Tarot Runes I Ching Stichomancy Contact
Store Numerology Coin Flip Yes or No Webmasters
Personal Celebrity Biorhythms Bibliomancy Settings

Today's Stichomancy for Enrico Fermi

The first excerpt represents the element of Air. It speaks of mental influences and the process of thought, and is drawn from Father Goriot by Honore de Balzac:

feelings--and for these, and these only, I live. A sentiment-- what is that but the whole world in a thought? Look at Father Goriot. For him, his two girls are the whole universe; they are the clue by which he finds his way through creation. Well, for my own part, I have fathomed the depths of life, there is only one real sentiment--comradeship between man and man. Pierre and Jaffier, that is my passion. I knew Venice Preserved by heart. Have you met many men plucky enough when a comrade says, 'Let us bury a dead body!' to go and do it without a word or plaguing him by taking a high moral tone? I have done it myself. I should not talk like this to just everybody, but you are not like an


Father Goriot
The second excerpt represents the element of Fire. It speaks of emotional influences and base passions, and is drawn from Persuasion by Jane Austen:

The rest was all tranquillity; till, just as they were moving, she heard the Admiral say to Mary--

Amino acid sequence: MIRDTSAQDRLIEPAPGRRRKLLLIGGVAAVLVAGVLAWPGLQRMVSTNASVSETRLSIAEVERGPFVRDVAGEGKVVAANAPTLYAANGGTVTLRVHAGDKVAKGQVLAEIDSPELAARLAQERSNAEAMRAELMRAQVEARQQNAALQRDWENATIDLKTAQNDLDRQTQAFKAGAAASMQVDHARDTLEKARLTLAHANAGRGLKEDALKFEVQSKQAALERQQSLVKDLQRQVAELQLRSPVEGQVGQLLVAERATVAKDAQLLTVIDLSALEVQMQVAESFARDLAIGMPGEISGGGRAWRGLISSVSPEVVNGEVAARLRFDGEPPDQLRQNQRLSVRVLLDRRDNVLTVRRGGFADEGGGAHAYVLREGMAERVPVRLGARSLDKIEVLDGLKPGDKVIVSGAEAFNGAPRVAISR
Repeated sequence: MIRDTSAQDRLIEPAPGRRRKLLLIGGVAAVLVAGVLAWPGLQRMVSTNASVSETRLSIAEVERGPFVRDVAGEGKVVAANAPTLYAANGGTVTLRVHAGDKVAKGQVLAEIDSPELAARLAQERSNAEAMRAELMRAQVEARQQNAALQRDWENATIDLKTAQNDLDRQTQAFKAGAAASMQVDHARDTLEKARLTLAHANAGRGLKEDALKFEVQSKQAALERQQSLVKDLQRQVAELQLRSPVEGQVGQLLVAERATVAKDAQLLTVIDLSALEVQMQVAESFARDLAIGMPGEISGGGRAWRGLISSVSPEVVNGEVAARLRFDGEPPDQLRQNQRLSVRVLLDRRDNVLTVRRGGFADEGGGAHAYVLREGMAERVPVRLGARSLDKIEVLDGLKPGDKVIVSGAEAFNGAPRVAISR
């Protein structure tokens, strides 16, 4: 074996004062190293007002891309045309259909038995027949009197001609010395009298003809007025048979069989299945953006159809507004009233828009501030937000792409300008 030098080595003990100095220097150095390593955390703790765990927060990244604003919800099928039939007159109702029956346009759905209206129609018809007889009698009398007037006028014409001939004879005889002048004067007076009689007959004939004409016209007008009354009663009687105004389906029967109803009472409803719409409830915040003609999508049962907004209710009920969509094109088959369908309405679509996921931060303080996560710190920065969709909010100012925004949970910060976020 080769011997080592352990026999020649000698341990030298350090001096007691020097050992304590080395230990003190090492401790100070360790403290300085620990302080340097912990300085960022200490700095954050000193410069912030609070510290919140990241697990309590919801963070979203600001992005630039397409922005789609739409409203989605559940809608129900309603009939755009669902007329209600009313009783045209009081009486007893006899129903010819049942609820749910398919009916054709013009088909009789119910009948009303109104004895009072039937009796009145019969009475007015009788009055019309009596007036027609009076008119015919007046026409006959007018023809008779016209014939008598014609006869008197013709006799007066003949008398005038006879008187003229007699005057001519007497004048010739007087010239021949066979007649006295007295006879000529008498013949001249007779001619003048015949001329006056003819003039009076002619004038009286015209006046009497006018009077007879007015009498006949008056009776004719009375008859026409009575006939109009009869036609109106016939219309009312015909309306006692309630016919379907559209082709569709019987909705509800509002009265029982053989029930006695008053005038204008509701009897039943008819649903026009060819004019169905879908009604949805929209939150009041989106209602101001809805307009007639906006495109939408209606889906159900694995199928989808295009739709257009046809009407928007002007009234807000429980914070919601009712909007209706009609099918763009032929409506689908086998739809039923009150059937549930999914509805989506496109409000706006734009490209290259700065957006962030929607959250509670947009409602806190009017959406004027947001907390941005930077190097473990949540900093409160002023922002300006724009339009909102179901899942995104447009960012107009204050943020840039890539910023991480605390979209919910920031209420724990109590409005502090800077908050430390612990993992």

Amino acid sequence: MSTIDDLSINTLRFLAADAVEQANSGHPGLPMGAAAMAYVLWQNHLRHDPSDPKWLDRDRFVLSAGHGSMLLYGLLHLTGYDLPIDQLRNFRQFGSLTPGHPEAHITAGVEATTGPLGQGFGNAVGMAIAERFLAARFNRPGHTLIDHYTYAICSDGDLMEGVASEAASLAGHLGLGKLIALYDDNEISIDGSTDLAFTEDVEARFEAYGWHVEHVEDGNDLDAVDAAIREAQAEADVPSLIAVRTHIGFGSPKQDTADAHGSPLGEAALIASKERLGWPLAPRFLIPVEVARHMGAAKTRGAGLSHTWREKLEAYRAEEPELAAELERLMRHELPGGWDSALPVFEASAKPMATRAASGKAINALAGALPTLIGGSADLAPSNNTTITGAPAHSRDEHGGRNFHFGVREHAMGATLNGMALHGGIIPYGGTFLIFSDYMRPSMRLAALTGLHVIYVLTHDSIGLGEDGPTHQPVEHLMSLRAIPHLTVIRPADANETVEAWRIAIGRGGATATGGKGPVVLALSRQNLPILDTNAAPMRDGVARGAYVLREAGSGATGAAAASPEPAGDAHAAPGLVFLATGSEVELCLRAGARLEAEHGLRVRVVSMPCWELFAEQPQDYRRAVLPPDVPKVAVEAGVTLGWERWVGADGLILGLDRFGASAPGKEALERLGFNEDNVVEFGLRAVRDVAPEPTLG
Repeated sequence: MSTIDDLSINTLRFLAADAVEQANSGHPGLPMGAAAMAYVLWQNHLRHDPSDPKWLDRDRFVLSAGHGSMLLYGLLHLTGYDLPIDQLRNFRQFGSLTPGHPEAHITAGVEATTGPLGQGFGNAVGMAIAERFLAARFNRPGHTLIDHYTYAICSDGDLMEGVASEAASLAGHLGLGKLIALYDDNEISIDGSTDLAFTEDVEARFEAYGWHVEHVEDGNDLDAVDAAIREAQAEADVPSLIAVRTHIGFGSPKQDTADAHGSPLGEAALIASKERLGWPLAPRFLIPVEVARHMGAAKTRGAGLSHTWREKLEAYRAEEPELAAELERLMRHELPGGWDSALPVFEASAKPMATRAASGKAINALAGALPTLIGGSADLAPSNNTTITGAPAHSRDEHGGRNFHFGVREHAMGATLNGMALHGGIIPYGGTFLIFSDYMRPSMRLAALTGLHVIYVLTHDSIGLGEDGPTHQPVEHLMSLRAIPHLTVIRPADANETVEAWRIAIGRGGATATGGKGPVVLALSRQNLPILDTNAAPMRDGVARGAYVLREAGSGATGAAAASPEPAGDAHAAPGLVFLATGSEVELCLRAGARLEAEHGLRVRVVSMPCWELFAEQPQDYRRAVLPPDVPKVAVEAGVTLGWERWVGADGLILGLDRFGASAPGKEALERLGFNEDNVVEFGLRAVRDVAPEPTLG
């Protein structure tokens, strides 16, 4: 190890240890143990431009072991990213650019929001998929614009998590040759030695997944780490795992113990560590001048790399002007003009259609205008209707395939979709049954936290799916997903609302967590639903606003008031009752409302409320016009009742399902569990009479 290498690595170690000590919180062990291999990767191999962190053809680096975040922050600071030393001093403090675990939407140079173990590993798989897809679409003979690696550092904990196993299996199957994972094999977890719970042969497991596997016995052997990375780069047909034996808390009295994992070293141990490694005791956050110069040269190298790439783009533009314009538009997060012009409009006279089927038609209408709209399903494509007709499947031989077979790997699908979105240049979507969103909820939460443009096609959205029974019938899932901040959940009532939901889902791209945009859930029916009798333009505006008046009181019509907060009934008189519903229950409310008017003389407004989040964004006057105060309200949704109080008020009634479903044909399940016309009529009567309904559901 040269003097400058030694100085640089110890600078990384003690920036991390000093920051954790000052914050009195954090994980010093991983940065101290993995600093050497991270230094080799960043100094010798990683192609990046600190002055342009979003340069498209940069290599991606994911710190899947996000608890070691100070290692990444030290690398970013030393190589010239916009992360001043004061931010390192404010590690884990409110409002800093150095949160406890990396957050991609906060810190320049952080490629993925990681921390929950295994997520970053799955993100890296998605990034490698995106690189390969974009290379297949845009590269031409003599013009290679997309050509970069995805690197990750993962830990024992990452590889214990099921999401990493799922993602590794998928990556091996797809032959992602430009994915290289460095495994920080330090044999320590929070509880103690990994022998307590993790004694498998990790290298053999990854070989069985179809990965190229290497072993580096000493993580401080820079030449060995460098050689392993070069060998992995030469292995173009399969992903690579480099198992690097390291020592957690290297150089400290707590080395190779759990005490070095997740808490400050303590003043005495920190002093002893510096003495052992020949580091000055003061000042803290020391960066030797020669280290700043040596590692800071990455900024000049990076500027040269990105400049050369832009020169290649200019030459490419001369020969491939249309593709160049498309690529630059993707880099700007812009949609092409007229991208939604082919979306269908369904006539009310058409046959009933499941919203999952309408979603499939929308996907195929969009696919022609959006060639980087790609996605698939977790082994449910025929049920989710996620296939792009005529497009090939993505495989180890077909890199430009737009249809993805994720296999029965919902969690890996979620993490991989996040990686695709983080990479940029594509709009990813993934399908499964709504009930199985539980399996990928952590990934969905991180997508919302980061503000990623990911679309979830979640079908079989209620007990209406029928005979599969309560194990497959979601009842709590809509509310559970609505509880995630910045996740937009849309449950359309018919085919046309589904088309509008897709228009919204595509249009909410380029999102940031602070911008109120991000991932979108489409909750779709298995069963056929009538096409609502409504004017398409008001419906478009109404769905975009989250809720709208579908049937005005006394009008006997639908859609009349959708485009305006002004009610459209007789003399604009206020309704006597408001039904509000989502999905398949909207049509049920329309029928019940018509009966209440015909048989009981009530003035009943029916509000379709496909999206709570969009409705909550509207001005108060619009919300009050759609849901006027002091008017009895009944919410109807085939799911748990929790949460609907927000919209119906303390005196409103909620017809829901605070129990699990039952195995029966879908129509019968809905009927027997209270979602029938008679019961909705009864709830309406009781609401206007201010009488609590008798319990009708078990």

"We are expecting a brother of Mrs Croft's here soon; I dare say you know him by name."

He was cut short by the eager attacks of the little boys, clinging to him like an old friend, and declaring he should not go; and being too much engrossed by proposals of carrying them away in his coat pockets, &c., to have another moment for finishing or recollecting what he had begun, Anne was left to persuade herself, as well as she could, that the same brother must still be in question. She could not, however, reach such a degree of certainty,


Persuasion
The third excerpt represents the element of Water. It speaks of pure spiritual influences and feelings of love, and is drawn from Tarzan the Untamed by Edgar Rice Burroughs:

And so Tarzan haunted German headquarters upon many nights hoping to see her again or to pick up some clew as to her whereabouts, and at the same time he utilized many an artifice whereby he might bring terror to the hearts of the Germans. That he was successful was often demonstrated by the snatches of conversation he overheard as he prowled through the German camps. One night as he lay concealed in the bushes close beside a regimental headquarters he listened to the conversation of several Boche officers. One of the men reverted to the stories told by the native troops in connection with their rout by a lion several weeks before and


Tarzan the Untamed
The fourth excerpt represents the element of Earth. It speaks of physical influences and the impact of the unseen on the visible world, and is drawn from The Golden Threshold by Sarojini Naidu:

Rousing the world to labour's various cry, To tend the flock, to bind the mellowing grain, From ardent toil to forge a little gain, And fasting men go forth on hurrying feet, BUY BREAD, BUY BREAD, rings down the eager street.

When the earth falters and the waters swoon With the implacable radiance of noon, And in dim shelters koils hush their notes, And the faint, thirsting blood in languid throats Craves liquid succour from the cruel heat, BUY FRUIT, BUY FRUIT, steals down the panting street.